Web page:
Letter: A perspective which would reduce the number of unintended overdose deaths from opioids

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To the Editor:

This is not meant to be the answer to all the questions about the opioid crisis in our country. We know that in 2016 there were almost 64,000 deaths caused by opioids. Autopsies revealed that 80 percent of them were caused by Fentanyl, which is much more potent that Morphine, and Heroin caused 20 percent of them. In 2017 the toll was 72,000!

Virtually all of these deaths were the result of the fact that each of the victims obtained the drug they injected from a street dealer and not from a prescription. The ultimate source of whatever was injected was outside the country which could have been Mexico, South America, Europe, Asia or elsewhere. Street dealers usually want their customers to live to buy another day. I wouldn’t be surprised if the Fentanyl is added to the Heroin sold on the street by an enemy such as Iran, Cuba, or China but I have no way to know for sure. It has killed more young Americans than have died in the wars in Korea, Vietnam and Afghanistan combined.

Our politicians have chosen to continue the misguided War On Drugs in a failed attempt to stop the flow of drugs into our country. They should have learned from the failure of Prohibition of alcohol in the nineteen twenties. The advocates of that Prohibition at least realized that no power to prohibit was granted by the Founders and that the Constitution had to be amended in order to do it. Another amendment had to be passed in order to end Prohibition. The Founders had established a unique country based on the principle of individual freedom and liberty was the banner to be upheld in all matters.

Most people with whom I have spoken over the years are unaware that in their attempt to maintain a free society and to ensure that their children would never have to live under a tyrant such as King George the Third of the British Empire the only granted certain powers to the Congress and listed those powers in the Constitution in Article 1 Section 8 for all to see.

Unfortunately our own politicians who wanted the federal government to have more powers than were granted have found ways around those limits. One way was to simply get enough votes to pass an unconstitutional law and to choose Supreme Court justices who would find ways to interpret the Constitution to conclude that their new law was constitutional. An example would be the Selective Service Act of 1917 known to us as the Draft which clearly is an instance of “involuntary servitude” but this was ignored in the Supreme Courts decision which upheld the Draft. Their argument was simply to point out that “the power to raise an army”, as stated in the enumerated powers in the Constitution, gave the government the power to use force to do so.

There are other examples.

Portugal had a problem such as we are facing, unintended overdose deaths. Portugal chose to decriminalize all drugs in 2001 and the death rate plummeted. Drug users no longer feared arrest and jail time for using drugs and came forward for help with their addiction. Police who caught anyone with drugs in their possession did not arrest them rather offered them treatment options.

We could avail ourselves of that solution which still prevails in Portugal and other countries in the world but our own politicians are aware of how unpopular it is from polls since most people do not want it to be legal in our country. The politicians fear that if they advocated repeal of the drug laws they would not be re elected.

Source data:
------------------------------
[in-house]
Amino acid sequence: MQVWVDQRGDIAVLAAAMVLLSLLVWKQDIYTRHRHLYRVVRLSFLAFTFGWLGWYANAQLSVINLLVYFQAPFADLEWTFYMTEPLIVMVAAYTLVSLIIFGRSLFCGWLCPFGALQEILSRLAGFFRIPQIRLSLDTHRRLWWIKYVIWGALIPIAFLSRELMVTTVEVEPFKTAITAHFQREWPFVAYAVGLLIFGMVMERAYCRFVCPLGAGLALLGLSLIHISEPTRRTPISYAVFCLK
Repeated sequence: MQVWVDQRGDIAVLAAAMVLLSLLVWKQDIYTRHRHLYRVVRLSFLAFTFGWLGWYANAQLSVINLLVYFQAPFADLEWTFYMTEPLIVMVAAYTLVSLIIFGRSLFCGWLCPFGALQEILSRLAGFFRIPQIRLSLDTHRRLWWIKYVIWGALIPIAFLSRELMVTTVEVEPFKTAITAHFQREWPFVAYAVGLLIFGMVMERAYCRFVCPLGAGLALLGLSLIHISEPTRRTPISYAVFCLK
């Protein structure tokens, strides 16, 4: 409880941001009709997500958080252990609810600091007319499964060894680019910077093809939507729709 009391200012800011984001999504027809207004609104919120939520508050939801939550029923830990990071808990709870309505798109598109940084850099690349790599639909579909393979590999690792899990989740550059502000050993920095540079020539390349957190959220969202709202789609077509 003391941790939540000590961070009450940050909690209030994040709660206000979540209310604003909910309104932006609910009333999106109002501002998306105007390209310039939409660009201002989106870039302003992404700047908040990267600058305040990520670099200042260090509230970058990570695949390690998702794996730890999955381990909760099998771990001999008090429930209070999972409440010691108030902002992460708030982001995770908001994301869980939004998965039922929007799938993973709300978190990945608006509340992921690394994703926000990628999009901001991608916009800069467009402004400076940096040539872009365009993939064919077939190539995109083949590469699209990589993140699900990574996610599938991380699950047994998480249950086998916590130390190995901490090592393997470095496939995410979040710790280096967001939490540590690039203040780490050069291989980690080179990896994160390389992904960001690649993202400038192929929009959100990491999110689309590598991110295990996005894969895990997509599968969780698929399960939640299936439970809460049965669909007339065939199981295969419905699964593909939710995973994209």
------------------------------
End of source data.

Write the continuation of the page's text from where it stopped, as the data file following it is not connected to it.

If we simply decriminalized drug possession users or addicts could obtain drugs they want without street dealers. Black markets have no quality control. You do not know what you are being sold. It might be heroin but you do not know the dose. If you get a higher dose than you are used to it might kill you. If what you buy on the street is laced with Fentanyl it will kill you.
People don’t die from prescription medications though they may become addicted.

Legalization would be even more effective at saving lives.

There is in fact a resolution being considered in the Massachusetts Medical Society to advocate for decriminalization and for legalization of opioids. It will be decided to either adopt or not to adopt at their annual meeting in early May.

You might want to inform your own physician that you want him or her to plead for passage of this resolution with his or her delegate in the medical society as it is the House of Delegates who determine policy.

I work as a psychiatrist in the prison system and encounter many who need to be detoxed upon admission. Most all of them know of friends or family who have died from the Black Market drugs brought about by the Drug War. It is time that laws banning opioids be repealed so that those who are addicted could be treated instead of arrested and imprisoned. It is a public health problem not a criminal issue.

William R. Cohen, M.D.

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3 years ago

I strongly agree!

Decades ago I watched the movie Scarface and realized where the money went when people bought illicit drugs – to the underworld and crime syndicates. If, as a society, we wish to keep funding criminal enterprises, then, by all means, keep up the ‘war on drugs’ – which we have been losing for the last 40 years.

On the other hand, if we wish to put these criminal enterprises out of business and funnel the money to the state, where it can be put to use to benefit society, then it’s time to move forward and decriminalize the possession of these substances.

By now, it is likely that someone you know personally or a friend of a friend has lost someone to the opioid epidemic in the US. Our society ignored the crack epidemic decades ago, resulting in a tripling of the US prison population. Let’s not make the same mistake again.

Jerry C.
3 years ago

When I read this letter, I had to do some research because the author states that virtually all opiod deaths are the result of a street sale, not a prescription. This seems inconsistent with what I’ve been reading in the news… so I checked.

I went to the drugabuse.gov site and learned the following: Drug overdose deaths in 2017 were approximately 70K. Of that amount, 47.6K were opiod overdose deaths, and 17K of these deaths were deaths involving an opiod prescription. So approximately 35% of all opiod deaths were the result of a prescription overdose. Overdoses from prescription opiods increased from 3.5K in 1999, to 17K today. This is a 485% increase.

So.. I’m a little confused as to the source of your numbers…. and I don’t agree with your conslusion that legalizing all drugs, including opiods, would somehow fix the situation. The numbers that I’m seeing don’t support that conclusion.